T Rex Moves to Washington

T RexWashington, D. C. is about to get a new resident, a Tyrannosaurus rex (T rex) skeleton, who will “live” at the Smithsonian Institution’s National Museum of Natural History. T rex is moving from the Museum of the Rockies in Bozeman, Montana and is scheduled to arrive in the nation’s capital city on April 15. It will be on loan by the U. S. Army Corps of Engineers (USACE) for the next 50 years.

The museum’s fossil hall will close down April 28 to completely redesign the exhibit space. According to museum director Kirk Johnson, the fossil collection will still be visible during the renovation. The Smithsonian’s plans include a 31,000 square-foot dinosaur hall that is to open on the National Mall in 2019.

The Museum of Natural History is not waiting until April 15 to start the new display. While the real T rex skull is preparing for its move to Washington, a cast of it went on display this week. The skeleton was originally scheduled to arrive last fall but got delayed due to the government shutdown.

T rex averaged 40 feet long and 15 to 20 feet tall. While it was not the largest dinosaur to have ever existed, it was certainly a large, predatory meat-eater with a jaw four feet long and a five-foot skull. It lived in North America and became extinct about 65 million years ago. This particular fossil was discovered in 1988 when a rancher, Kathy Wankel, saw something sticking out at the Fort Peck reservoir in Montana. It turned out to be the dinosaur’s arm bones. When a team of paleontologists did further excavating, they discovered the rest of the T rex fossil which was 85 percent complete.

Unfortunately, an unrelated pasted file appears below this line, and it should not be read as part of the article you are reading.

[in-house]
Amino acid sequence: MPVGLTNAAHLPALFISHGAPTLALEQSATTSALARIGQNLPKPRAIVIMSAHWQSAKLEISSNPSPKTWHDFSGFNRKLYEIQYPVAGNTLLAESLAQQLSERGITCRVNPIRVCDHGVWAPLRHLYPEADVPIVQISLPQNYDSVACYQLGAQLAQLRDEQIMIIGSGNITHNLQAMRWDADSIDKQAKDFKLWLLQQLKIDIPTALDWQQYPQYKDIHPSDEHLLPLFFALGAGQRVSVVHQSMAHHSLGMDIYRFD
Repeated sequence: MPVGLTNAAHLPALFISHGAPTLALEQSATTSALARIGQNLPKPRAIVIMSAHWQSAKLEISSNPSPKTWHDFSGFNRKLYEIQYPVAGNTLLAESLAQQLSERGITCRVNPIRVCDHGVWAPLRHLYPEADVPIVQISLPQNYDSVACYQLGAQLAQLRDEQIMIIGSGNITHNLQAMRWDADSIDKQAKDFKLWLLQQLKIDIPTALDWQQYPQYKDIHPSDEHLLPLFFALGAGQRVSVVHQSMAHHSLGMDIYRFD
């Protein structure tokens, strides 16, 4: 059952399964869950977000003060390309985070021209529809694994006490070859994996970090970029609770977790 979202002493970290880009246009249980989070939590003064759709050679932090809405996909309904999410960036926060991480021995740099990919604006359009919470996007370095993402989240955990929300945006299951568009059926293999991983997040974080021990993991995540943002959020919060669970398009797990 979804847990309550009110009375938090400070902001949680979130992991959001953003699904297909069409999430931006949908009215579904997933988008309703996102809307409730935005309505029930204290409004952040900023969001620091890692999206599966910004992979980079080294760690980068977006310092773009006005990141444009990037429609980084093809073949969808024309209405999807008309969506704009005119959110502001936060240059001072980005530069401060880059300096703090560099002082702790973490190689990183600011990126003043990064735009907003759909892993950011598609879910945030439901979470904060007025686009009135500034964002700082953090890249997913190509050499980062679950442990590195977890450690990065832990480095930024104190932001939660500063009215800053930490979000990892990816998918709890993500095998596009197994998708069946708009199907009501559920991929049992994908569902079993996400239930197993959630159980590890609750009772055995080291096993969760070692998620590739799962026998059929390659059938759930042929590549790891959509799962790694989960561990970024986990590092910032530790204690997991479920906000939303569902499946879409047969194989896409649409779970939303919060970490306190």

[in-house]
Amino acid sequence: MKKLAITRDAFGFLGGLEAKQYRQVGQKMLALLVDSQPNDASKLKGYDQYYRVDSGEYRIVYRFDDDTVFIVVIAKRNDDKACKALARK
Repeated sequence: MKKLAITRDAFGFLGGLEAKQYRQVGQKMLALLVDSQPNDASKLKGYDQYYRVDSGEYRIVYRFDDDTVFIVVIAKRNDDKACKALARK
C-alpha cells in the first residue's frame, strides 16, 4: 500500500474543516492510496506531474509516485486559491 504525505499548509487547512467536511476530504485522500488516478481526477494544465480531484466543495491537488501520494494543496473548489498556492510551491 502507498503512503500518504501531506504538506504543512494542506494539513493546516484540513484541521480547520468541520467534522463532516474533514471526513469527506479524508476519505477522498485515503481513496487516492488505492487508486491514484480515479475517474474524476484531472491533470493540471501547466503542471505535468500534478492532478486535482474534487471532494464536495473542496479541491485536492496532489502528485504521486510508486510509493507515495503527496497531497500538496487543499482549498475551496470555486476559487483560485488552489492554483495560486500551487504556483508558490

The fossil was taken to Montana State University’s Museum of the Rockies in Bozeman, 90 minutes away from Yellowstone National Park. The museum is known throughout the world as a dinosaur research facility. The paleontologists who worked with the excavation were led by Dr. Jack Horner, Curator of Paleontology at the museum. Besides curating the dinosaur fossil collection, which is one of the largest in the world, he also served as a scientific advisor for all the Jurassic Park movies.

T rex death pose
T rex death pose Museum of the Rockies

Preparing the fossil for transport is no small feat. The bones will be packed in 19 separate crates. Transportation will be by truck and should take four days from Bozeman to reach Washington, D. C. Since it was found on federal land at Fort Peck, the T rex skeleton is technically owned by the USACE which is why the loan agreement is between a federal agency and the Smithsonian instead of the two museums.

While in Bozeman, the fossil was displayed in the same position it was found. This is referred to as its “death pose.” Smithsonian officials are not yet sure how they will display it. Their concern for now is for it to arrive safely. Regardless of the pose they choose, one thing is certain: Once T rex moves to Washington, it will be the center of attention and the centerpiece of the new dinosaur hall.

By: Cynthia Collins

Photo credit: T rex death pose – Museum of the Rockies in Bozeman, MT

Sources:

Smithsonian: National Museum of Natural History

Live Science

CBS

National Geographic

Museum of the Rockies

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